Swedish forestry of today is more or less totally mechanized. The chainsaw is mainly used by private forest owners and to some extent by harvester teams to fell single oversized trees. However, when it comes to reforestation and pre commercial thinning the situation is slightly different.
As mentioned in the previous article (Swedish Forestry # 1) about Swedish forestry the tree harvesting machines came to stay already in the 1970´s. After that the chainsaw has become more and more unusual in the large scale, professional forestry.
Still today the strategy in forest management is the same as it has been since the 1950´s – area regeneration. That means using clear cutting, planting, pre commercial thinning (one or two times), commercial thinning (one or two times) and then clear cut again after 60 – 80 years in the south of Sweden and 80 – 140 years in the north.
The species that are used in Sweden are more or less the same two in the whole country; Norwegian Spruce (Picea Abies) and Scots Pine (Pinus Silvestris). In some areas in mid Sweden, Logde Pole Pine (Pinus Contorta) is grown. In the south there are small areas with mainly hardwoods like Beech (Fagus Sylvatica) and Oak (Quercus Robur). Also Birch (Betula Pendula) is quite common in the whole country, but most in mixed stands together with Spruce and/or Pine.
The clear cutting has always been discussed in Sweden. The public don´t like it because it doesn´t look good, their mushroom- and berry picking areas are destroyed for some decades and it makes it more difficult to walk around in the forest. The environmentalists struggle for biodiversity and point out that the area regeneration favors only a few species and threatens most of the others. Therefor a discussion about continuous forest management has been going on for some years where Germany is pointed out as a role model. In Germany clear cuts are forbidden if they are over 0,5 hectares (approx. 1,2 acres). So far, the discussion has always landed in that the area regeneration is the most efficient method to use, even though some claim it´s not, and business goes on as usual.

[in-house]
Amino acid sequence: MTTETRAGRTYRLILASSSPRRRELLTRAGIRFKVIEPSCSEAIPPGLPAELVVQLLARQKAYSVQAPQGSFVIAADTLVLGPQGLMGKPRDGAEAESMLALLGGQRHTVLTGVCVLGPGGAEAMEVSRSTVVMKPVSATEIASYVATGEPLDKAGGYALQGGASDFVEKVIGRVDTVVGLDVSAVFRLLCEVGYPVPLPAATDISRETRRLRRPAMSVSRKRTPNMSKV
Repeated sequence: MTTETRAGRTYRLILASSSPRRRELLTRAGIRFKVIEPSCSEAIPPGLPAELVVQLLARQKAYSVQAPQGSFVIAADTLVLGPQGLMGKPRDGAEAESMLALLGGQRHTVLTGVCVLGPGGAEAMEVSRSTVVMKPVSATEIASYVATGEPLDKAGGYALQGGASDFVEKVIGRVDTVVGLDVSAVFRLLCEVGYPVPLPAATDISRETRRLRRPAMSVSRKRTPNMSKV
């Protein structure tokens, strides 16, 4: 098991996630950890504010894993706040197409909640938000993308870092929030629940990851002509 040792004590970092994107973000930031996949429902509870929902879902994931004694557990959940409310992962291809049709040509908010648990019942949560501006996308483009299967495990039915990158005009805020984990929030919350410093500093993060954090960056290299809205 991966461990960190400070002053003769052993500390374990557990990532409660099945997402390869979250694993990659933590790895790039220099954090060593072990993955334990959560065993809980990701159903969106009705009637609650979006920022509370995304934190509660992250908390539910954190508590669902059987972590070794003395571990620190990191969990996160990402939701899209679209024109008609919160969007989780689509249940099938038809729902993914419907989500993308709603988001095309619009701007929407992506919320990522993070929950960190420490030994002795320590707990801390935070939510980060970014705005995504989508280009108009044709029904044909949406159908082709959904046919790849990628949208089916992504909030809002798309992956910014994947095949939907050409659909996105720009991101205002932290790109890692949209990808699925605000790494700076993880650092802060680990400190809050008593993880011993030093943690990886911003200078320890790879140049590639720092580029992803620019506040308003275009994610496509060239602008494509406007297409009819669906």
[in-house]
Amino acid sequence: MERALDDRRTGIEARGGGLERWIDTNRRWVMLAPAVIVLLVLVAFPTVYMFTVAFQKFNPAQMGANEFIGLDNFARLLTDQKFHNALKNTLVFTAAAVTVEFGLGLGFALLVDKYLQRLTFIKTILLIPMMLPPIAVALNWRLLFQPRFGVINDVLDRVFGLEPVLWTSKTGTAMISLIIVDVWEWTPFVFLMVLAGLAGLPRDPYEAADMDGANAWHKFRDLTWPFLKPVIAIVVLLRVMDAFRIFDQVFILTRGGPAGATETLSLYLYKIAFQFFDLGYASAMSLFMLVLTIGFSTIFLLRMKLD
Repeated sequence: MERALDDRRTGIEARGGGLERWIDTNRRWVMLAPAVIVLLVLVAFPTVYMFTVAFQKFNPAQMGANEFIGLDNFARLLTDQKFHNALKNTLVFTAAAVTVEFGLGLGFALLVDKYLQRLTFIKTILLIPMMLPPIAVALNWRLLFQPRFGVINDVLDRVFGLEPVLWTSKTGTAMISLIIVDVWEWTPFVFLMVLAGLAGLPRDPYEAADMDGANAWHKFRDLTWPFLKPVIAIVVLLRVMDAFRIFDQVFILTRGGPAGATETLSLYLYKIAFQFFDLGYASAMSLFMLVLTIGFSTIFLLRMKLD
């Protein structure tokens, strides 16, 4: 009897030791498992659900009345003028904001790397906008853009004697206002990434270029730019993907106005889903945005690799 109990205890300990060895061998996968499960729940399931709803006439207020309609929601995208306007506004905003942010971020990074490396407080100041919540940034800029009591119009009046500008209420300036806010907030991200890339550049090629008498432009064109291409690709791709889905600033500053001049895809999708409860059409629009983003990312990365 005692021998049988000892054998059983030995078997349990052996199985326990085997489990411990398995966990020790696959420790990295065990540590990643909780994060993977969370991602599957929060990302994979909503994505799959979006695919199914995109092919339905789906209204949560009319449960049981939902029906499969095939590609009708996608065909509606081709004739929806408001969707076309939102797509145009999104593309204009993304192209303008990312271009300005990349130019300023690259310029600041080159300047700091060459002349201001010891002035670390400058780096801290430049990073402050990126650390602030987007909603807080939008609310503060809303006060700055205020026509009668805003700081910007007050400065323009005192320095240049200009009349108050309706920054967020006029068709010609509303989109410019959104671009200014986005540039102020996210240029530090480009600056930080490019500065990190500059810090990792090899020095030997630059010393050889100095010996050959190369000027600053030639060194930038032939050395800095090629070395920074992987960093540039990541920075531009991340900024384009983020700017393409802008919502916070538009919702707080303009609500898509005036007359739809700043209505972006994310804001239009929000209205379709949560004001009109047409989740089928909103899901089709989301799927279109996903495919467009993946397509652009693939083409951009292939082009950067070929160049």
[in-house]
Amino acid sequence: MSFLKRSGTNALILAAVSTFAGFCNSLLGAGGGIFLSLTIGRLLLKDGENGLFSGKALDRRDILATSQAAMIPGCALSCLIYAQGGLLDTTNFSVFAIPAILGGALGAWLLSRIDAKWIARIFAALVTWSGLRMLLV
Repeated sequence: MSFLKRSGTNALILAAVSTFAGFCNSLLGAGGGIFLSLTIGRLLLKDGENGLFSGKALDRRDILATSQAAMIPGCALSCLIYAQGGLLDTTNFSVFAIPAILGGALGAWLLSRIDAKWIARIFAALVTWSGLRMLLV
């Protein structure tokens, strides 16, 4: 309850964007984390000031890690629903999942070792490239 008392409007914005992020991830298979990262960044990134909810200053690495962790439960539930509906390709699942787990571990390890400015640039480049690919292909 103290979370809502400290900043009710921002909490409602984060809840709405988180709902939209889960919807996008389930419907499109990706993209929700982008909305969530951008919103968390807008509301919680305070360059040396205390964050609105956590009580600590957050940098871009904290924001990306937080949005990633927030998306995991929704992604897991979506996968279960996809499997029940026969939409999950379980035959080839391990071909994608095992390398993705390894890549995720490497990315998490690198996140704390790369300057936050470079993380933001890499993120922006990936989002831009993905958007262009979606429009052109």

It´s worth mentioning that disturbances like storm, wildfire, and damage by insects are a part of the boreal forests natural dynamics and many of the species in those forests are adapted to that. Area regeneration is quite similar to this kind of disturbances, especially if you save the areas and trees that would have survived storms, wildfires or insect attacks.
Right of public access
Also in private forests everybody in entitled to walk to pick flowers, mushrooms and berries. It´s called “Allemansrätt” The right of public access. However, it´s not allowed to take living trees or branches from them, or to drive any type of vehicle into the forest. You can camp for one night without permission from the landowner, if it is out of sight from any houses, and you can make a fire for food preparation, if there are no restrictions from the authorities.
Clear cut and commercial thinning
One thing that is very specific for forestry in Sweden, Norway and Finland is that we as good as only use the cut-to-length method, CTL. Full tree handling is only used when we talk about power line poles or similar. The trees are cut into lengths by harvesters in the forest and brought to the saw- and pulp mills on trucks.
The common machine system is one harvester and one forwarder. The size of the machines is depending on what type of cutting it is. Large machines for clear cuts and smaller machines for thinning. There are also mid-sized machines available that could be used for both thinning and clear cut.
88 % of the clear cuts are ground prepared with some kind of scarifyer before it´s either planted or left for natural regeneration. There are mainly two kinds of scarifyers available, trenchers and mounders. There are a modest number of planting machines in Sweden and Finland, but they represent (in Sweden) less than 1 % of the reforestation. Those planting machines give a very good quality but the planting with them is expensive.
Pre commercial thinning
Clearing, or pre commercial thinning (PCT) is mainly made by hand in Sweden, with cleaning saw. In some cases, machines are used if it´s possible to take the material for biomass – to chip it on the roadside. However, this is mainly done to clean roadsides, field sides and in some cases railroad sides.
This was a very brief presentation of Swedish forestry. In the upcoming articles we will go deeper into methods and technologies.
Photos: Per Jonsson